Remember how your grandfather used to tell those long and boring stories at Thanksgiving dinner when you were a kid? You couldn’t wait for him to stop so you could enjoy the great food! Funny thing is, I bet you remember those stories today, and probably have told them to your kids at your Thanksgiving dinners. This is how stories are passed down from one generation to another. You may have been bored with them at the time, but they stuck!

Why do we remember these crazy old stories? How can some people have more memories than others? What happens within our brain that allows us to form memories? The human memory is a strange and complex mixture of brain cells and neurotransmitters that send signals from one brain cell to another. Our neurons are constantly changing in our brains throughout our lifespan, and scientists are still not certain how some parts of the brain works, including how we form and store our memories.

Neuroscientists and psychologists like to study the development of children because they are trying to find out how we learn and form memories, and how we can encourage and improve memory growth.

The role of parents in child development is extremely important. Parents help to shape the child’s biographical memories by telling stories, reminding them of fun times they had together, or to teach them lessons you want them to learn.

Research has shown that parents are able to shape their child’s memories by verbally recalling memories with their children. Children will even emulate the stories you tell in the same way you do when they retell them to their friends or siblings. The more detail you put in, with vivid details and lots of humor, the more they will remember.

Traditions have been passed down from generation to generation through the telling of stories. Cultures have been preserved due to the passing down of stories from one generation to the next. Often, as in the passing on of any information, it gets a bit embellished (like the story of Santa Claus), but the basic premise of the story remains.

It is worth noting that cultures are preserved through the memories that are passed down. People from Eastern cultures usually remember things more as a group and family context, while those from Western cultures are more self-focused and recall details as part of their own personal memories. Our Native Americans are good examples of how the passing down of stories and memories helped to preserve their culture.

If you want your child to remember or learn something, recall the details with them. You will find that if you ask them what happened at their last birthday they may not remember, but if you ask them if they remember playing that game of “Pin the Tail on the Donkey” and they pinned the tree instead of the donkey, they will remember that, and they may even add things you had left out.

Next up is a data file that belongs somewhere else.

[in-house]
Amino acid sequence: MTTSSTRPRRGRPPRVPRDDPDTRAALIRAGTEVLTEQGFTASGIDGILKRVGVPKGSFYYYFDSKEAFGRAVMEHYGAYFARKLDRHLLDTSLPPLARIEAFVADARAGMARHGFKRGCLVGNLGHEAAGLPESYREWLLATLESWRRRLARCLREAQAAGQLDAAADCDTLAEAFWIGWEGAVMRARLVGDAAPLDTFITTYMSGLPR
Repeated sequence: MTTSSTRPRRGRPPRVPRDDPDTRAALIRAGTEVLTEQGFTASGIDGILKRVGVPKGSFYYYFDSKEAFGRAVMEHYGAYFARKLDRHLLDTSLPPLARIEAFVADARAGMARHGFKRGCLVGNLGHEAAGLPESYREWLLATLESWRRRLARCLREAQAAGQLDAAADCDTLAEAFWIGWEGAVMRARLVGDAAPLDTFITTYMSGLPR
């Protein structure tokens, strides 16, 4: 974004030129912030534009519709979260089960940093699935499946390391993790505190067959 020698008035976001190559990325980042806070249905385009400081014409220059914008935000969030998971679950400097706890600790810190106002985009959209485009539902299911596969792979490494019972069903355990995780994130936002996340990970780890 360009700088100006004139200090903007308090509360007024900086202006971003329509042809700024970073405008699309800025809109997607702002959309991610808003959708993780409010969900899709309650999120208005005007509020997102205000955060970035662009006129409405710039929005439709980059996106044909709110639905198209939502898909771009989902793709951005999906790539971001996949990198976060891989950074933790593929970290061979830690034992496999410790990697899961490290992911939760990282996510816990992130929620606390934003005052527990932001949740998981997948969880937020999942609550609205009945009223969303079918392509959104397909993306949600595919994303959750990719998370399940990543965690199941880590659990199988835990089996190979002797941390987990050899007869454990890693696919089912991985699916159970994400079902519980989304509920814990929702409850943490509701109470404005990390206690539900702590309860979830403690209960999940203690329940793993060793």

Memories are formed by repetition and activities that leave a good impression. I have a friend who bought a china tea set and she and her granddaughter have “tea parties” every time the little girl comes to visit, complete with hot chocolate, tea cookies, cream and marshmallows. If she forgets one of the “essentials” the little girl calls her on it. They have been doing it since the girl was two, and the now 6-year-old looks forward to this alone and special time with grandma. They are creating memories that will last a lifetime, and possibly a tradition that the young girl will want to repeat with her children and grandchildren.

Make giving a lesson into a fun activity with colorful and humorous details, and lots of action. Create something the child can visualize happening in their head as you put the story together. Let them add ideas of their own, like crouching down when the wolf lingers behind the trees, but keep them within the theme of the story. It would even be a good idea to write the story down so you can go back and repeat them, or make a mini-book for them to read themselves when they are alone. It’s a special memory that you have created together, and they can pass it along to their children.

Children of parents who are great storytellers have more vivid imaginations, and learn how to construct a story and punch lines of their own. Because the details of the story  are put into a fun narrative they are better able to recall details. This is the value of autobiographical storytelling.

This whole idea is taken from the memory technique  where envisioning a story helps to retain memory.



About the author:

Ron White is a two-time U.S.A. Memory Champion and memory training expert. As a memory keynote speaker he travels the world to speak before large groups or small company seminars, demonstrating his memory skills and teaching others how to improve their memory, and how important a good memory is in all phases of your life.



Discovery: How Do Parents Shape A Child’s Memory: